How to forecast solar storms

Forecasting space weather isn’t quite like terrestrial weather forecasts. The big difference: On Earth, meteorologists have millions of measurements they can make and integrate into their predictive models. In space, Woodroffe says, there are just a few places scientists can put instruments to observe solar activity.

“We don’t have a great picture of what happens between the sun and the Earth,” he explains. “There are very few places where you can put a reliable asset to just sit there and watch because satellites in orbit move.” Lagrange points are rare spots between the Earth and the sun where the gravity of the two objects pulls on a satellite equally to hold it in place. That’s where NASA has placed their “most vital space weather monitors,” Woodroffe says, including a joint venture with the European Space Agency (ESA). The ESA is developing another mission, called Vigil, to place a spacecraft at a Lagrange point next to the sun by the end of this decade. NASA’s Solar Dynamics Observatory, meanwhile, studies the sun while orbiting Earth.

With their cameras and sensors, scientists monitor the sun for a change in the brightness emerging from its surface, Woodroffe explains. A surge in brightness might appear for only a few frames—and only last for a matter of seconds.

NASA shares the data from its solar observatories with the National Oceanic at Atmospheric Administration, which provides a probabilistic forecast of geomagnetic storm warnings and watches based on likelihood and geomagnetic intensity. Depending on how fast a solar storm is moving, they can send out warnings a few days before that space weather touches Earth, or just a couple of hours.

The ultimate goal, Woodroffe says, is to improve space weather forecasting to be on par with hurricane forecasting. His Earth-focused colleagues can predict where a hurricane might go by running different models, producing a range of outcomes within a high range of confidence, he says. “We are developing those sorts of capabilities for space weather.”

In the domain of the sun

So, back to those apocalyptic solar flare headlines. Is the sun really getting feistier and threatening the collapse of modern society each week? 

Space weather activity hasn’t changed recently, says Guhathakurta—but humanity has. In the past century, people have become increasingly reliant on electronics, and anything with an “on and off switch is vulnerable to solar storms,” she says.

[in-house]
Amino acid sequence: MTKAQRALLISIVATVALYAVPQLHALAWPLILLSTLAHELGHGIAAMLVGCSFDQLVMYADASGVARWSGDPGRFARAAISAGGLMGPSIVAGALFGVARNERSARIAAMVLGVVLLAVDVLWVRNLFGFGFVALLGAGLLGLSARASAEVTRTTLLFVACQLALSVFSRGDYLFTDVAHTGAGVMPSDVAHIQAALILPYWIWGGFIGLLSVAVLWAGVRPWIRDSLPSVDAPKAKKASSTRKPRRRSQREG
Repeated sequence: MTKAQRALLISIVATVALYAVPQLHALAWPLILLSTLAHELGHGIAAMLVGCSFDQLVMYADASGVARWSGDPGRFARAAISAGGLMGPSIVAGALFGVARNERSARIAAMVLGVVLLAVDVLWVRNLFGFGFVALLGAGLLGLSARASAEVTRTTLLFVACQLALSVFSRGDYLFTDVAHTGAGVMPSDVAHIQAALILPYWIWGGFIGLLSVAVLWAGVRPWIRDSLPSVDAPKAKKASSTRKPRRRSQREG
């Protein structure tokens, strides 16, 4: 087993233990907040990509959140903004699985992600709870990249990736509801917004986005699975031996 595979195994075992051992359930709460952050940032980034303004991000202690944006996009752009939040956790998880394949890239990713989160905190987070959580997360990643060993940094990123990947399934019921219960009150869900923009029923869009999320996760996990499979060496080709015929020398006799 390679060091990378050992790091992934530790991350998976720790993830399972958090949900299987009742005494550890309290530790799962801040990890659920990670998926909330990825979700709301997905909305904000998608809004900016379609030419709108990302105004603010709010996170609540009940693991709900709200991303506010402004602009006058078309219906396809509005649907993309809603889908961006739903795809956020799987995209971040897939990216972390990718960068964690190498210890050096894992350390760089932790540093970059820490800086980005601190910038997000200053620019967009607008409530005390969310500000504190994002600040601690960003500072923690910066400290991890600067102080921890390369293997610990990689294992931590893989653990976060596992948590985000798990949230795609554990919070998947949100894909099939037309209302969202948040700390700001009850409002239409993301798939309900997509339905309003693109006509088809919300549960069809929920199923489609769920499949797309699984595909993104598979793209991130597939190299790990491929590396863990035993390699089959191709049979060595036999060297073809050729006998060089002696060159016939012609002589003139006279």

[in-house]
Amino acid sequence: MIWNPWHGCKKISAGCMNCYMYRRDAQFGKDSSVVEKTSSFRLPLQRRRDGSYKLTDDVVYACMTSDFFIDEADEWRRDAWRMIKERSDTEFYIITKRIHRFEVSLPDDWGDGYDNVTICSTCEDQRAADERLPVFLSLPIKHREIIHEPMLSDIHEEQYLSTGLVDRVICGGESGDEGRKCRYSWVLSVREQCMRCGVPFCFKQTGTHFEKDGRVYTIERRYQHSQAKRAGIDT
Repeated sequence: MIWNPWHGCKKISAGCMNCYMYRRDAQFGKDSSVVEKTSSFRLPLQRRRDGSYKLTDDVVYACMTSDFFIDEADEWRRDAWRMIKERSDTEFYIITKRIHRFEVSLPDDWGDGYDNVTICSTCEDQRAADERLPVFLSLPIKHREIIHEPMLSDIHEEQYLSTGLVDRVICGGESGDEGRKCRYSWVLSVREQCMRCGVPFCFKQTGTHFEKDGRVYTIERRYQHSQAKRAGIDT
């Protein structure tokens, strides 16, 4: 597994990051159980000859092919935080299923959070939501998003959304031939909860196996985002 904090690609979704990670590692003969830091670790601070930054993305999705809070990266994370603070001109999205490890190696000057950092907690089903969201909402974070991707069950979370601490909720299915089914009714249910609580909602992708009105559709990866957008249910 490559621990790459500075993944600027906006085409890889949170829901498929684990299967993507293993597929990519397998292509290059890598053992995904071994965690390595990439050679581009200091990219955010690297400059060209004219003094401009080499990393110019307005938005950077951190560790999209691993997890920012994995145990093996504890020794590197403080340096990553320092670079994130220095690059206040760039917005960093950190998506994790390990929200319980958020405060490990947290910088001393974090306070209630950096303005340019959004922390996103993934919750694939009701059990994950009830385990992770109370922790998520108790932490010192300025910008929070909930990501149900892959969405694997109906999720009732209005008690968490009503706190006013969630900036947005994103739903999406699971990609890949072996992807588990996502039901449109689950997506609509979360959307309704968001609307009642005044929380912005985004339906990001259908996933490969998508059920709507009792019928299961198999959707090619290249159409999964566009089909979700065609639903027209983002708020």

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When those energy particles come surging from the sun to Earth, the disturbance they cause in our planet’s magnetic field “creates electromagnetic fluctuation and voltage fluctuation, which can penetrate beneath the ground and create fluctuations on our electric power grid,” Guhathakurta says. And with growing dependence on devices that rely on orbiting satellite systems like GPS, our electronics are even more exposed to bursts of solar radiation.

To mitigate the risk of blackouts and instruments being fried by a solar storm, technology companies can build backup power systems and other redundancies into their devices, and strategically turn them off when NOAA’s space weather forecasting system flags a high risk.

“Human civilization has been extending from our Earth-based domain into the heliosphere, or the domain of the sun,” Guhathakurta says. “We are no longer simply observing an environment which is beyond our reach, but we are actually living in it, doing commerce in it, and traveling in it. Therefore, we have to really gain the level of understanding that is required to develop and inhabit this new world.”

Correction August 2, 2022: This article has been updated to clarify the location of NASA’s Solar Dynamics Observatory, which is not at a Lagrange point. The observatory is in geosynchronous orbit around Earth.